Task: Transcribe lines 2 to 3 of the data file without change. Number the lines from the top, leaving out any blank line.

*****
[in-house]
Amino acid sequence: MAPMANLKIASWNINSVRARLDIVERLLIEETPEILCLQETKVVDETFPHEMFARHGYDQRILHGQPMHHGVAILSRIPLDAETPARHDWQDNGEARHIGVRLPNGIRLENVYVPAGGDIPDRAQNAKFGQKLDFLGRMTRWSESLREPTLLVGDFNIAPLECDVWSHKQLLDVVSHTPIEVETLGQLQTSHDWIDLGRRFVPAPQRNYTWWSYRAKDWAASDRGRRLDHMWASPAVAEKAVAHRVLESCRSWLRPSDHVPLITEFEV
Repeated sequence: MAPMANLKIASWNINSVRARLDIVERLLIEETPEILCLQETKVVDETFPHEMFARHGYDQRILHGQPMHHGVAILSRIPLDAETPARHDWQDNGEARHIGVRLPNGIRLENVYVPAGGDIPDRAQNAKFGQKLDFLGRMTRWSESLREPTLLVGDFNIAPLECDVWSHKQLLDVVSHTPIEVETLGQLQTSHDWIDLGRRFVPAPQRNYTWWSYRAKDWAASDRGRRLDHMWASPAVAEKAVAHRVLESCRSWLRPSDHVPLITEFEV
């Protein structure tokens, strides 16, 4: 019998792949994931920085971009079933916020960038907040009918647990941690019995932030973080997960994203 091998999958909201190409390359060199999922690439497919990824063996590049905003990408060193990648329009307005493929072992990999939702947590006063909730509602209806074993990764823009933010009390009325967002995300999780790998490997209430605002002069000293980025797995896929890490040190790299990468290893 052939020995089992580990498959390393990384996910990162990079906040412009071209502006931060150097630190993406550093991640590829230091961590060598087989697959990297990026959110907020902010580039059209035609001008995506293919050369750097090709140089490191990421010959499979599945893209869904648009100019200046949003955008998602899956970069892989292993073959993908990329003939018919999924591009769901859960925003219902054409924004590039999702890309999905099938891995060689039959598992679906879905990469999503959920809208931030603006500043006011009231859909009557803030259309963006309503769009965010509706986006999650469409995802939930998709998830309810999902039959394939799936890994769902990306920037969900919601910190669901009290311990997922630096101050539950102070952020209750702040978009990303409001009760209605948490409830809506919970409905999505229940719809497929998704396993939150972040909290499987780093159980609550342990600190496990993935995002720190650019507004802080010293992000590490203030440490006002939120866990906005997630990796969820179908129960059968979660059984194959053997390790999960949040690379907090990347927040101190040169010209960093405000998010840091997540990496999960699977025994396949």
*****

Amino acid sequence: MAPMANLKIASWNINSVRARLDIVERLLIEETPEILCLQETKVVDETFPHEMFARHGYDQRILHGQPMHHGVAILSRIPLDAETPARHDWQDNGEARHIGVRLPNGIRLENVYVPAGGDIPDRAQNAKFGQKLDFLGRMTRWSESLREPTLLVGDFNIAPLECDVWSHKQLLDVVSHTPIEVETLGQLQTSHDWIDLGRRFVPAPQRNYTWWSYRAKDWAASDRGRRLDHMWASPAVAEKAVAHRVLESCRSWLRPSDHVPLITEFEV
Repeated sequence: MAPMANLKIASWNINSVRARLDIVERLLIEETPEILCLQETKVVDETFPHEMFARHGYDQRILHGQPMHHGVAILSRIPLDAETPARHDWQDNGEARHIGVRLPNGIRLENVYVPAGGDIPDRAQNAKFGQKLDFLGRMTRWSESLREPTLLVGDFNIAPLECDVWSHKQLLDVVSHTPIEVETLGQLQTSHDWIDLGRRFVPAPQRNYTWWSYRAKDWAASDRGRRLDHMWASPAVAEKAVAHRVLESCRSWLRPSDHVPLITEFEV